Two weeks ago, Missoula police arrested a man they believe spray-painted "Rape Nation" stencils on the Northside pedestrian bridge and stuck "Rape Nation" stickers to pretty much every flat surface in town. Todd Patrick Jordan, 35, pleaded not guilty to misdemeanor charges of mischief and conspiracy and was released on $2,500 bail. It was the most expensive misdemeanor release of the day, beating out drunk and disorderlies, drug possessions and an alarming number of DUIs.
Before we go any further, I would like to make it clear that I think "Rape Nation" is stupid. Vandalism is stupid. A sophisticated society does not express itself through stickers, and spray-painting a bridge is a good way to feel important without actually helping anyone. If the mischief conspiracy behind "Rape Nation" believes Missoula has a sexual assault problem and the Montana Grizzlies are to blame, they could volunteer at the Student Assault Resource Center, Make Your Move Missoula, or another service organization in the time it takes to print stickers.
That said, the irony here is as obvious as it is frustrating. The sum authorities of Missoula jumped on the case of the "Rape Nation" stickerist with alacrity. The Missoula Police Department released five surveillance photos, including one of the perpetrator's bicycle. Palmer was arrested and charged within 72 hours. This is the same police department that allegedly told Kerry Barrett, when she filed a sexual assault complaint in 2011, that "there is not much we can do except scare the guy."
They certainly scared the hell out of Todd Jordan. Before he had even been arrested, Erika Palmer, the University of Montana director of trademarks and licensing, threatened whoever was behind the stickers with an infringement lawsuit. "That is our exact paw," she told the Missoulian. "If the paw is the same, that is trademark infringement."
Of course, the first step in a trademark infringement suit is to demonstrate that a reasonable person might mistake the image in question for the trademarked one, and very little Griz merchandise has the word "rape" on it. The stickers and stencils are obviously parody, and they refer to a scandal that is very much in the public eye. Unfortunately, both the police and the university seem more interested in quashing that scandal than addressing the problem that led to it.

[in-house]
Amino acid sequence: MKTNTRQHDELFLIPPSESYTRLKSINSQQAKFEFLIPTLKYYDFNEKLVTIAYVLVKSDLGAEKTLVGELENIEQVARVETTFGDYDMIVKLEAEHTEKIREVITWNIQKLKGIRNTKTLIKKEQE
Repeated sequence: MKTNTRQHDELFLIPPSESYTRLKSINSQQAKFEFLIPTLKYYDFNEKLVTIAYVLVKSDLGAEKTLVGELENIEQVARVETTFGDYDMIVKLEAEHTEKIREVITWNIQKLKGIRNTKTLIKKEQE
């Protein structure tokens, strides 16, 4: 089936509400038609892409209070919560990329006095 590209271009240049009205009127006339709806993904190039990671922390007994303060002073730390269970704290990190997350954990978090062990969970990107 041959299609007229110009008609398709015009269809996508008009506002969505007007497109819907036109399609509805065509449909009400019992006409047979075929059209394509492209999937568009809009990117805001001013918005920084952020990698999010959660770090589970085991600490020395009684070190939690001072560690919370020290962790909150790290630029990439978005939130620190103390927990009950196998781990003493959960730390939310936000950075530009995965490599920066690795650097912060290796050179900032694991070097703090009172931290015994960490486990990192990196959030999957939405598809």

After the Department of Justice launched an investigation into the failure of county prosecutors, Missoula police and the university to adequately address accusations of sexual assault, UM Vice President Jim Foley did what anyone does when the house catches fire: he ran around smashing the smoke alarms.
Foley urged officials to use the term "date rape" instead of "gang rape." He wondered in an email whether one alleged victim had violated the Student Conduct Code by talking publicly about what happened to her. He wrote an angry letter to the Kaimin, noting that "the watchdog never barks at its own family members," and he emailed Mayor John Engen demanding an apology from a local police officer who publicly wondered when the university would "stop this spiraling PR mess." Then, in June, he disappeared from the news completely.
You would think the police and the university would have learned from Foley's disastrous example. When the Justice Department accuses you of collusion, stop colluding. When the public suspects you have covered up sexual assaults, stop covering up. Instead, the police launched a public manhunt for a small-time vandal, and the university announced its intention to sue whoever had the audacity to mention rape and the Griz in the same sticker.
I like the Montana Grizzlies. I like the university, and I bet I would like the Missoula Police Department, assuming they someday catch the lady who keeps pooping in the bushes next to my house. I want to believe that they did not mean to under-enforce laws against sexual assault, and that they would never try to keep people from talking about rape just to sell football tickets. But the last six months have made that difficult.
The last week has made it hard not to think that law enforcement learned the wrong lesson. They devoted substantial resources to stopping the problem of someone pointing out the problem of rape, and the courts made sure the man they arrested didn't get off easy. Meanwhile, county attorney Fred Van Valkenberg has refused to cooperate with the DOJ investigation, which he says is political.
"It seems to be tied in to the so-called war on women that is being waged at the presidential level," he told Fox News, "and I find that very disturbing."
It's a nonsensical reason from a man who is hunting for excuses as assiduously as he hunts for vandals. The Griz may be faltering, but Team Missoula is playing defense hard. University, police, prosecutorsthey've all lined up in perfect formation. Too bad they've taken their eyes off the ball.